Part 7: The future for Gateway reviews

Using Gateway reviews to support public sector projects.

In this Part we:

Limitations of Gateway reviews

We found that, although Gateway reviews do help projects, they also have some limitations.

Gateway reviews have a set approach. While they allow for some flexibility to meet the needs of individual projects, they are still very much a "one size fits all" approach. For some projects, a different approach might be more beneficial – for example, a shorter and more-focused review when a project is facing a specific challenge.

There can be a long time between successive reviews; in many cases, it has been more than two years. This might happen for a large and complex project where it does take a long time to complete each stage. It can also happen when a project has problems and is changed or delayed. In these situations, projects might benefit from an interim review.

As we discussed in Part 6, the confidential nature of Gateway reviews is not consistent with values of transparency and accountability. Some stakeholders might want more information about how a project is performing overall.

Gateway reviews provide only a limited type of assurance. They can provide a level of assurance that the project has been thoroughly and independently reviewed using an approach recognised by central government agencies. The delivery confidence rating also gives an indication of the project's likelihood of success. This gives the project sponsor some assurance that the project is on track and ready to proceed to the next stage. However, Gateway reviews are not designed to provide assurance to the Government, or to the public, that a project is being managed well and is on track to achieve its intended results.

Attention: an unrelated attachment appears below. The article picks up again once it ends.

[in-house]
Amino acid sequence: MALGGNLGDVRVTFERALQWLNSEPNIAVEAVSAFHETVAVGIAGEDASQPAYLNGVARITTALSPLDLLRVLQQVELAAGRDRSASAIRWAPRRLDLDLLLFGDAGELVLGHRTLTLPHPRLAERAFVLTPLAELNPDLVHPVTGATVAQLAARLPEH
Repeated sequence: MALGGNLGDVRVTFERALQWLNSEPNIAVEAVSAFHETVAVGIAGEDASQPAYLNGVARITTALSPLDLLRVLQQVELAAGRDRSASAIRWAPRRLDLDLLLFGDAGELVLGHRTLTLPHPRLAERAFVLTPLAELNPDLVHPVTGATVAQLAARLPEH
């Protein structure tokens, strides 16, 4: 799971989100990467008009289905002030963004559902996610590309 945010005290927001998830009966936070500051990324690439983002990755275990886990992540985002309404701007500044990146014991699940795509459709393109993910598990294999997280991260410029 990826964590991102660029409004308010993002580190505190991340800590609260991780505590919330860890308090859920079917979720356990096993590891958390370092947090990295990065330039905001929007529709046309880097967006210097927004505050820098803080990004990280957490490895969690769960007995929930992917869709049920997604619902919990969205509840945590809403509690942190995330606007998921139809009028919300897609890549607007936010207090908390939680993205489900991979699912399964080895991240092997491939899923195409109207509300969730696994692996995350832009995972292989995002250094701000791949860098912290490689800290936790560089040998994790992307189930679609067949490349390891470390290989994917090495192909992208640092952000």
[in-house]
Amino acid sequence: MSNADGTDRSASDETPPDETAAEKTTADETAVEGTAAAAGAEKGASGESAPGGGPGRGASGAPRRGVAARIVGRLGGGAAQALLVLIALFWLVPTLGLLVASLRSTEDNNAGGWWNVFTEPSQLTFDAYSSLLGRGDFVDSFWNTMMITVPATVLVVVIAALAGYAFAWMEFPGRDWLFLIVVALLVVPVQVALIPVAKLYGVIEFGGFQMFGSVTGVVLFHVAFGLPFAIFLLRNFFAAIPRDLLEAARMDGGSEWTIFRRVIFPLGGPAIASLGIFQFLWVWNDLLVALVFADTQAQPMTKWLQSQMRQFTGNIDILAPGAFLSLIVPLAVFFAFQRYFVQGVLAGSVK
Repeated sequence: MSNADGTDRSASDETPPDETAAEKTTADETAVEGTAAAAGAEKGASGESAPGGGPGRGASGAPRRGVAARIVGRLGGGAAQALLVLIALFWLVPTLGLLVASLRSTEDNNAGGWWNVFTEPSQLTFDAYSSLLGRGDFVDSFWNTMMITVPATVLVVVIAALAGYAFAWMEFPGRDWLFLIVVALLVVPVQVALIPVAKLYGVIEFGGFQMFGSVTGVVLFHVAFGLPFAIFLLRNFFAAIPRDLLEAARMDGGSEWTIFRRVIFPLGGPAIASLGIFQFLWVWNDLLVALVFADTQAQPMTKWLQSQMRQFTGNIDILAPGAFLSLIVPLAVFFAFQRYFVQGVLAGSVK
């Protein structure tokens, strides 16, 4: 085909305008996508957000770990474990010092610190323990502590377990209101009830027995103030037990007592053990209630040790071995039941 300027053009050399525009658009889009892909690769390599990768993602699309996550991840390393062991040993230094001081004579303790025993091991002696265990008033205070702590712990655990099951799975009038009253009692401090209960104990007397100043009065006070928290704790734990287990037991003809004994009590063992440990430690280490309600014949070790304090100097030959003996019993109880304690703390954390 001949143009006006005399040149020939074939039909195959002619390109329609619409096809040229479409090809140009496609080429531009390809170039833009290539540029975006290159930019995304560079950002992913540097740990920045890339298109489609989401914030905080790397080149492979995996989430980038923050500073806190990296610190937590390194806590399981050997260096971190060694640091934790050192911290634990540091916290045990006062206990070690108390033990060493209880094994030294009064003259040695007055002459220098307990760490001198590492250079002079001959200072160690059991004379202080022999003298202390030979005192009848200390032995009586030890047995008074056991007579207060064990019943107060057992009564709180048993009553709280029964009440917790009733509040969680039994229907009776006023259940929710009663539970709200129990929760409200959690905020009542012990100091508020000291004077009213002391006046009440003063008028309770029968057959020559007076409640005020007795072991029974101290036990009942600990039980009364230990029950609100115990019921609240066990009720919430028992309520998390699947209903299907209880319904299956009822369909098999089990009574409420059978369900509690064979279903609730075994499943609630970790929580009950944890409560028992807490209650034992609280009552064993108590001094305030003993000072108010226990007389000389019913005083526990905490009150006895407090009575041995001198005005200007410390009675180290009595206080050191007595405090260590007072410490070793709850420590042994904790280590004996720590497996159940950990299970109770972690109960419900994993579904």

The Treasury's intentions

The Treasury is aware of the limitations of Gateway reviews. In response, the Treasury is considering introducing new types of investment review to run instead of, or as well as, Gateway reviews. The aim is to offer a selection of review types that provide more flexibility to meet the various needs of different projects. As part of this, the Treasury is designing and will be implementing a new benefits realisation review consistent with its new focus on benefits delivery from projects. In our view, the Treasury also needs to make sure that there is a clear business need for any new reviews that it introduces.

Recommendation 2
We recommend that the Treasury ensure that the work it has under way to consider new types of investment review takes into account:
  • the limitations of Gateway reviews;
  • the specific needs of projects and programmes in New Zealand; and
  • the information and assurance needs of stakeholders such as Ministers, chief executives, boards, and the Corporate Centre.

This work is happening as part of a wider initiative for the Treasury to take the lead in the investment management system throughout the State sector. As part of this initiative, the Treasury set up an Investment Management and Asset Performance (IMAP) team. The IMAP team was formed from existing functions in the Treasury and the State Services Commission concerned with the performance of major projects, investments, and assets in the State sector. The Investment Reviews unit, which currently runs Gateway reviews, is part of the IMAP team.

The IMAP team has introduced new requirements for management of investments and assets in the State sector.4 These include the new requirements for investment planning and investor confidence ratings. These ratings of an agency's investment management environment provide an indicator of the confidence Ministers and other stakeholders have in an agency's capacity and capability to realise a promised investment result if funding were committed.

Investor confidence ratings can affect the degree of central control over each agency's investment management. One effect could be that agencies with a high rating will have less scrutiny from the Corporate Centre. For example, they might not be required to have Gateway reviews.

4: The new requirements were released as Cabinet Office Circular CO (15) 5 Investment Management and Asset Performance in the State Services.